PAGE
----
tuberalis and photoperiodic response. Front Horm Res 21:84–89.
Millonig GA. 1961. A modified procedure for lead staining of thin
sections. J Biophys Biochem Cytol 11:736–739.
Mohamed F, Fogal T, Dominguez S, Scardapane L, Guzmán J,
Piezzi RS. 1995. Ultrastructure of pars distalis of viscacha (Lagostomus maximus maximus). Pituitary cellular types. Biocell
Mohamed F, Fogal T, Dominguez S, Scardapane L, Guzmán J,
Piezzi RS. 2000. Colloid accumulations in the pituitary pars distalis of viscacha (Lagostomus maximus maximus). A numeric study
in relation to season, sex and growth. Anat Rec 258:252–261.
Morgan PJ, Barrett P, Davidson G, Lawson W. 1992. Melatonin regulates the synthesis and secretion of several proteins by pars-tuberalis cells of the ovine pituitary. J Neuroendocrinol 4:557–563.
Morgan PJ, Barrett P, Howell HE, Helliwell R. 1994. Melatonin
receptors: localization, molecular pharmacology and physiological
significance. Neurochem Int 24:101–146.
Morgan PJ, King TP, Lawson W, Slater D, Davidson G. 1991. Ultrastructure of melatonin-responsive cells in the ovine pars tuberalis. Cell Tissue Res 263:529–534.
Morgan PJ, Webster CA, Mercer JG, Ross AW, Hazlerigg DG, MacLean A, Barrett P. 1996. The ovine pars tuberalis secretes a factor(s) that regulates gene expression in both lactotropic and
nonlactotropic pituitary cells. Endocrinology 137:4018–4026.
Morgan PJ, Williams LM. 1996. The pars tuberalis of the pituitary:
a gateway for neuroendocrine output. Rev Reprod 1:153–161.
Muñoz E. 1998. Estudio estacional del compartimiento tubular e
intersticial del testı́culo de vizcacha (Lagostomus maximus maximus): papel de la melatonina en la ciclicidad reproductiva y su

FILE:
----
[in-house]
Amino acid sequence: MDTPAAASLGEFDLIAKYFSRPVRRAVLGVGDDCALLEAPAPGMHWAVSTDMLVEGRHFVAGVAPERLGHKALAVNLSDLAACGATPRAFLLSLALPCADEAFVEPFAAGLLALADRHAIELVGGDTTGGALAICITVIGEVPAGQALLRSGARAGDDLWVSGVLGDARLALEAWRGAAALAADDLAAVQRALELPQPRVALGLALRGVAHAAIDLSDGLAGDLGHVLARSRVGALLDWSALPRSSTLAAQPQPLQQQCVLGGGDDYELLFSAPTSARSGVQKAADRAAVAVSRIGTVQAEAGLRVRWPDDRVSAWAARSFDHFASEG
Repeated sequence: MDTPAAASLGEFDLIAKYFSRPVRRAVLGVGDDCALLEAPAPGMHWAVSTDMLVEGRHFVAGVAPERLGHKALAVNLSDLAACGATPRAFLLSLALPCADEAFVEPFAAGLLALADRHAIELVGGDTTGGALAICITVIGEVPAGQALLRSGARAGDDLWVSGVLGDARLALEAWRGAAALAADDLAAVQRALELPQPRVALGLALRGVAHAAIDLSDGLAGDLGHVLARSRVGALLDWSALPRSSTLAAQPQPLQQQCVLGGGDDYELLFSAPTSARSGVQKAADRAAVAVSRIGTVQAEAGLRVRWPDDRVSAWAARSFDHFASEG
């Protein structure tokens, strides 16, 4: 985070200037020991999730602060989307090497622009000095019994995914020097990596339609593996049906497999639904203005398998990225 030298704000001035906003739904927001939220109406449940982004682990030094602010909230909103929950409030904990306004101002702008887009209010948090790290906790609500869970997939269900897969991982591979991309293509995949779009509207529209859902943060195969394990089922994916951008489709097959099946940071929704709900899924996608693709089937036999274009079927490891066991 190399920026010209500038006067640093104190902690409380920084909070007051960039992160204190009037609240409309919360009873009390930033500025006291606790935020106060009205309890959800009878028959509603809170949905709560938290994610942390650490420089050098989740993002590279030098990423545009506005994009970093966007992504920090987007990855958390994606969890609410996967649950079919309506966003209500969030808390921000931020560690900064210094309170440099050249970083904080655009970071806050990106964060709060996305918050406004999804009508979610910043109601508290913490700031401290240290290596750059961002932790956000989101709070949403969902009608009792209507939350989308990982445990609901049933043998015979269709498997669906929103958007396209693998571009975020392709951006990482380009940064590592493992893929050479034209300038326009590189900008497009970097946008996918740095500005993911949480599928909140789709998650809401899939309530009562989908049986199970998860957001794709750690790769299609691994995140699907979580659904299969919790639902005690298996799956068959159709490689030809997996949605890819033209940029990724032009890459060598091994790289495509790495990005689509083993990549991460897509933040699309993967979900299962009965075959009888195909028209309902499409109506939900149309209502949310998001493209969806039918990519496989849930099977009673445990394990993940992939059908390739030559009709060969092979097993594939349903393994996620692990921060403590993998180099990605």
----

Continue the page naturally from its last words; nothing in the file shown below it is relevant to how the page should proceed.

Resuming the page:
relación con el fotoperı́odo. Doctoral Thesis, Biblioteca Central
Universidad Nacional de San Luis, San Luis, Argentina.
Muñoz E, Fogal T, Dominguez S, Scardapane L, Guzmán J, Piezzi
R. 1997. Seasonal changes of the Leydig cells of viscacha (Lagostomus maximus maximus). A ligth and electron microscopy study.
Tissue Cell 29:119–128.
Muñoz E, Fogal T, Dominguez S, Scardapane L, Piezzi R. 2001. Ultrastructural and morphometric study of the Sertoli cell of the
viscacha (Lagostomus maximus maximus) during the annual
reproductive cycle. Anat Rec 262:176–185.
Nakao N, Ono H, Yamamura T, Anraku T, Takagi T, Higashi K,
Yasuo S, Katou Y, Kageyama S, Uno Y, Kasukawa T, Iigo M,
Sharp PJ, Iwasawa A, Suzuki Y, Sugano S, Niimi T, Mizutani M,
Namikawa T, Ebihara S, Ueda HR, Yoshimura T. 2008. Thyrotrophin in the pars tuberalis triggers photoperiodic response. Nature
Ono H, Hoshino Y, Yasuo S, Watanabe M, Nakane Y, Murai A, Ebihara S, Korf HW, Yoshimura T. 2008. Involvement of thyrotropin
in photoperiodic signal transduction in mice. Proc Natl Acad Sci
USA 105:18238–18242.
Oota Y, Kurosomi K. 1966. Electron microscopic studies on the pars
tuberalis of the rat hypophysis. Arch Histol Jpn 27:501–520.
Perez Romera E, Mohamed F, Filippa V, Fogal T, Dominguez S,
Scardapane L, Piezzi RS. 2005. Ultrastructural and immunocytochemical studies of the viscacha (Lagostomus maximus maximus)
pituitary pars tuberalis. Anat Rec A Discov Mol Cell Evol Biol